Make Tracks: Traveling by Train for Your Next TripCasey Mysliwy
The thought of taking the train to your next travel destination might conjure images of vintage Westerns or classic Alfred Hitchcock films. But trains are anything but modes of transportation from the past.
A 2011 survey of more than 300 European and American travelers by SilverRail Technologies, a rail-booking technology firm in Woburn, Mass., revealed that:
- Ninety percent of respondents would like to see rail options displayed with flights when searching for travel.
- Seventy-nine percent would choose trains over planes if high-speed rail options existed.
- Sixty-one percent would choose rail over air if the cost was the same or better.
Choose your route
Intercity train routes are widely available throughout the U.S., primarily through Amtrak. You easily can find out if there's a train that travels in the direction you're headed by consulting Amtrak's interactive route atlas.
Popular Amtrak routes include:
- The Auto Train, linking Washington, D.C., with Orlando, Fla.
- The Crescent, linking New York with New Orleans
- The California Zephyr, linking Chicago with San Francisco
- The Coast Starlight, linking Seattle with Los Angeles
- The Adirondack, linking New York to Montreal
Benefits of boarding
Taking the train can provide convenience that driving and flying can't. For example, if you're traveling to a metropolitan area, getting there by train can help you avoid traffic if you're driving and expensive taxi fares if you're flying into an outlying airport.
"The train will usually get you right to the heart of the city," says Sarah Schlichter, editor of IndependentTraveler.com. "It also can be more convenient [than driving] if you don't know where you're going."
You'll also encounter more lenient baggage policies when riding the train. Amtrak, for instance, allows each passenger to bring up to two pieces of carry-on baggage aboard for free—and that's in addition to personal items such as purses and briefcases. Each ticketed passenger also can check up to three pieces of luggage at no charge.
"You can really bring your kitchen sink for free, as opposed to the plane, where it's expensive to check bags," says Schlichter. "Trains are so much less hassle than planes—you don't have to worry about [carrying on] liquids or gels, either."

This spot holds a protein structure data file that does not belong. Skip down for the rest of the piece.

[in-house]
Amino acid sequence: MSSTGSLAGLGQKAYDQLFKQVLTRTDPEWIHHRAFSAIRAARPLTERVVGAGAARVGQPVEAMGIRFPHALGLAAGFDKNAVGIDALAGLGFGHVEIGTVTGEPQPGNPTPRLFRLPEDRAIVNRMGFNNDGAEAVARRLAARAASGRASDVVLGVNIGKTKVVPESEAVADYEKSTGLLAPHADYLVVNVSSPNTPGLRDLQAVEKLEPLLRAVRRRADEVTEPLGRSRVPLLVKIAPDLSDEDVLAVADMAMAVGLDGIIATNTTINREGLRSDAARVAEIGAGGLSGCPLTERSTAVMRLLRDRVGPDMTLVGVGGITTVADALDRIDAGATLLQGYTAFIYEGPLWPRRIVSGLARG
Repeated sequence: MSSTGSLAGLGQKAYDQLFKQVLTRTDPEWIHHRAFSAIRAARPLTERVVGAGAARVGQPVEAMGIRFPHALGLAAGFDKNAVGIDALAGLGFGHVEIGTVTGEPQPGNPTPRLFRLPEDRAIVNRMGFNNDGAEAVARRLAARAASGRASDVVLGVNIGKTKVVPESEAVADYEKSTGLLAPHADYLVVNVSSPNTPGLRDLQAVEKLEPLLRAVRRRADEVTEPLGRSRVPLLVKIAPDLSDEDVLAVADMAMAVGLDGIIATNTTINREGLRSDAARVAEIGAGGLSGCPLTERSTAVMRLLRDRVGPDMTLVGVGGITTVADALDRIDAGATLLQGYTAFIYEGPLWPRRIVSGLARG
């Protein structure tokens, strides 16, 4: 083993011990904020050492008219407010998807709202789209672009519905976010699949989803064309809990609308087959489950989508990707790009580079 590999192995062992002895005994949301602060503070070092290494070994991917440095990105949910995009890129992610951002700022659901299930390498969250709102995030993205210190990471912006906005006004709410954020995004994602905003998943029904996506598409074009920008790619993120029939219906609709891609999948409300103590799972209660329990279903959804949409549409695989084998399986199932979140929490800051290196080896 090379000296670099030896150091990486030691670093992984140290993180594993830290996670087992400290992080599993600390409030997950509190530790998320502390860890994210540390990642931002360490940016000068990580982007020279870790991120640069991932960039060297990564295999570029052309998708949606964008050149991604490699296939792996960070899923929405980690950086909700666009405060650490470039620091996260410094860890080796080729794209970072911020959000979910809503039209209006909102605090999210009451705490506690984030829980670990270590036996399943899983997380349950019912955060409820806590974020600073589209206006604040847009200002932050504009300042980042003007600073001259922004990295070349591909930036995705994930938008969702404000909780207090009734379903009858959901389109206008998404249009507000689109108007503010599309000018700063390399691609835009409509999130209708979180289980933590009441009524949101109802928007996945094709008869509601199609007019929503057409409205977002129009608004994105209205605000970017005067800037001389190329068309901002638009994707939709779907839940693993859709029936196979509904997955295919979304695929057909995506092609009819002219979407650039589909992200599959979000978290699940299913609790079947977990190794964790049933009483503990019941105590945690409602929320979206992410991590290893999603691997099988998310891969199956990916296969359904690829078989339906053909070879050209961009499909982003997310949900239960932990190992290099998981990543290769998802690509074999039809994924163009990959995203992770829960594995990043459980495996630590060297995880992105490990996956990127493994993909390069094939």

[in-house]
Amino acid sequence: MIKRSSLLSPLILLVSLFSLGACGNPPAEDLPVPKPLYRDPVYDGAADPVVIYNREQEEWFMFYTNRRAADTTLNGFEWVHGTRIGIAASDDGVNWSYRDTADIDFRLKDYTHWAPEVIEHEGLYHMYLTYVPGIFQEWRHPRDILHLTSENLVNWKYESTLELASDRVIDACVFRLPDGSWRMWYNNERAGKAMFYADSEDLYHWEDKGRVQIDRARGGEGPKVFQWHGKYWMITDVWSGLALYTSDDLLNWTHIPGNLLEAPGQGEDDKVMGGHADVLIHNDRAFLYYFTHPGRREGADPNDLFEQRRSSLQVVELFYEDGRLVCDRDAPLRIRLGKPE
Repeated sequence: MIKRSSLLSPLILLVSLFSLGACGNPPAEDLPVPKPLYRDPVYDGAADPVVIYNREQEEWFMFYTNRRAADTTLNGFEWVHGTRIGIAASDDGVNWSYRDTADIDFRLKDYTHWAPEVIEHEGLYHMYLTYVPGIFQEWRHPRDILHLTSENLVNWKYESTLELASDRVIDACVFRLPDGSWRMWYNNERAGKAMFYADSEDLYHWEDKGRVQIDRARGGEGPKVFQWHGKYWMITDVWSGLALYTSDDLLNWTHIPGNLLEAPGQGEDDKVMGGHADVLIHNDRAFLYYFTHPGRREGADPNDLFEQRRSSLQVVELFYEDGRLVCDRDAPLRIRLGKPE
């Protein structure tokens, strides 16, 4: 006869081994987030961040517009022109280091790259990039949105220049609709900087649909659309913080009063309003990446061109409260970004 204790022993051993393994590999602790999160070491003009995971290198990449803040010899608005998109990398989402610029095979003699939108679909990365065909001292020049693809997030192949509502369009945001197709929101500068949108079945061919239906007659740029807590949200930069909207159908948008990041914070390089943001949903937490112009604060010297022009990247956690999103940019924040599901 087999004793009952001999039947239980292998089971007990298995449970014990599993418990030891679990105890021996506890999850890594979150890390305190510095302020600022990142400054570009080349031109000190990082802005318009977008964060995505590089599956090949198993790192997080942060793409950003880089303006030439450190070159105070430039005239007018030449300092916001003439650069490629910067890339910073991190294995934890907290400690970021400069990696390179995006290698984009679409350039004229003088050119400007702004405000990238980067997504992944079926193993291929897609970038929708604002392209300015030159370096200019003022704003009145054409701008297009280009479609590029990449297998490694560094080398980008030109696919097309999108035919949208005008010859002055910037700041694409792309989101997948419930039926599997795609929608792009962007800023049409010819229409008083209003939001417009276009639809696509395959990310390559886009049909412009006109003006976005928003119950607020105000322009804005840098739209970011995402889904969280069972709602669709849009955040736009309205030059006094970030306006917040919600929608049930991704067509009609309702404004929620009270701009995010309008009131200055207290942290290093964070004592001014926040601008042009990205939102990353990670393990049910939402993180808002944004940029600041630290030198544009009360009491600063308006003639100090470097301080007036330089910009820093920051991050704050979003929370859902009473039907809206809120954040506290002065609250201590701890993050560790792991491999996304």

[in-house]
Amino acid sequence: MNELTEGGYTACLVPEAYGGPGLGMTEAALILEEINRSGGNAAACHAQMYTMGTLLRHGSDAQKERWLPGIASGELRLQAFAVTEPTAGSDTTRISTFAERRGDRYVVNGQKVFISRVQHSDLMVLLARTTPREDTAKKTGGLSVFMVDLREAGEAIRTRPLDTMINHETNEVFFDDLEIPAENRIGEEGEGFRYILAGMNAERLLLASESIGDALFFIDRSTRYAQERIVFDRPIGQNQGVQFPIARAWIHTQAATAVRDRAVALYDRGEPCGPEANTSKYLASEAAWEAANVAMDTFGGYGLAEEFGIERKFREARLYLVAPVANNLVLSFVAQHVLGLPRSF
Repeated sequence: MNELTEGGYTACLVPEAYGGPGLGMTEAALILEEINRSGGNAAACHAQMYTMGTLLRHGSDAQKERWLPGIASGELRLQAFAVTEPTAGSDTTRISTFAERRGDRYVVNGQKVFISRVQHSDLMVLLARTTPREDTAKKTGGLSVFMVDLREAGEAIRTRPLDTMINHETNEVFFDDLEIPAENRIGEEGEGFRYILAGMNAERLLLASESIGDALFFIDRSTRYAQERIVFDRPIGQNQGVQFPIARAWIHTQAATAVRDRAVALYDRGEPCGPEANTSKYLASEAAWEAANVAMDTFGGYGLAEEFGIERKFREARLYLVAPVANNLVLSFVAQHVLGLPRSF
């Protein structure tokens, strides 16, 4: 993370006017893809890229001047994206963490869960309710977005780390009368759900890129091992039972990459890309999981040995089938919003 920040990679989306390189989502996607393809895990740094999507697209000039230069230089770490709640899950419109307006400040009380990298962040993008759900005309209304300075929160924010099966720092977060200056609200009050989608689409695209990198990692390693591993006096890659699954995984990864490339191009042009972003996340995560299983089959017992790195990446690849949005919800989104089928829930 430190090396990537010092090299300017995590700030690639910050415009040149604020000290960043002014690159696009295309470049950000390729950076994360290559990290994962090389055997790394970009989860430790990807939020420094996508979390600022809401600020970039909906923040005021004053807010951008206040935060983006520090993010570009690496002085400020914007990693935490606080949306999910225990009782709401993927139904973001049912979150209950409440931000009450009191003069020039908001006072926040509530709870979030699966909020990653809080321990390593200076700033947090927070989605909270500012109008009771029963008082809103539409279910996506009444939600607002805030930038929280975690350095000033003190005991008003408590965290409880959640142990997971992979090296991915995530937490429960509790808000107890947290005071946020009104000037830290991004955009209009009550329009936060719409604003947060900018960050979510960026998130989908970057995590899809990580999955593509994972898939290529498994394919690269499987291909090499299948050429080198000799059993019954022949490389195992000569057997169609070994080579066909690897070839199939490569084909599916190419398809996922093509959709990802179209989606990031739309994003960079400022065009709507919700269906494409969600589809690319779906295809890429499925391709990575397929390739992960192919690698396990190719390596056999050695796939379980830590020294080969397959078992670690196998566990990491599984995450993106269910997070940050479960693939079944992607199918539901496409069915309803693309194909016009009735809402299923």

Size and weight limitations do apply to carry-ons and checked baggage, and additional baggage can be checked for a small fee. For the specifics, check Amtrak's baggage policy. Also, be aware that not all trains and stations offer checked baggage services, so confirm before you book.
Passengers also are welcome to bring their own food and beverages aboard the train. And in some cases, you can even bring your bicycle.
Finally, if you've experienced the pressure of trying to book the cheapest flight at precisely the right time, you'll probably like this train-travel perk: Ticket pricing is consistent no matter when you buy.
"With air travel, sometimes you can find a good deal, but the trains are really going to cost the same whether you're walking up and buying a ticket or buying in advance," says Schlichter. "I find it's less stressful because you're not wondering when to pull the trigger to buy."
Most trains feature a variety of onboard services to keep you cozy and content. For long-distance, multiday trips, most Amtrak trains offer sleeping accommodations (you can even take a virtual tour of available sleeping cars) and dining cars. On shorter trips, trains are typically outfitted with dinettes or snack bars.
Some Amtrak trains also are equipped with free Wi-Fi, quiet cars, and onboard entertainment like the Trails and Rails program, which features seasonal presentations and commentary by volunteer rangers from the National Park Service.
Research before you ride
There are plenty of great reasons to travel by rail but, when you're looking into transportation options, the deciding factor usually is price. The distance you're traveling, the number of people traveling with you, and other factors can influence how much it will cost you to take the train.
"You really have to research where you're going, because it varies widely," says Schlichter.
As you compare options, be sure to account for all potential costs. You may hit upon expenses you wouldn't have otherwise taken into account ahead of time.
"If you have a family, it's usually cheapest to take the car," says Schlichter. "However, I would say if you're going to a city, you may not want a car in the city because you probably have to pay to park it."
Schlichter offers another example, citing a recent online search for travel options from Washington, D.C., to New York. Her search returned a round-trip train ticket for $160 and round-trip airfare for $134. "But if you check a bag [on the plane], it's almost the same price," she explains.
You also can find discounts and deals for train travel that significantly lower ticket costs. On Amtrak, children ages 2 through 15 ride half-price every day. Amtrak also offers a 15% discount for seniors and 10% discounts for active-duty U.S. military personnel and AAA members. You can find a complete list of discount fares on Amtrak's website.
Other organizations provide discounts, as well. Members of the National Association of Railroad Passengers receive a 10% discount on most Amtrak fares and a 20% discount on coach fare aboard the Grand Canyon Railway. Membership fees vary; calculate how much you could save on train tickets by purchasing one.
All else aside, there's one other aspect of train travel to keep in mind when deciding whether to climb aboard: the unique experience of the ride itself. "The train is kind of about the journey," says Schlichter. Many train routes reveal breathtaking views and scenic perspectives of parts of the country you may never get a chance to see from a car or plane—and that opportunity can be priceless.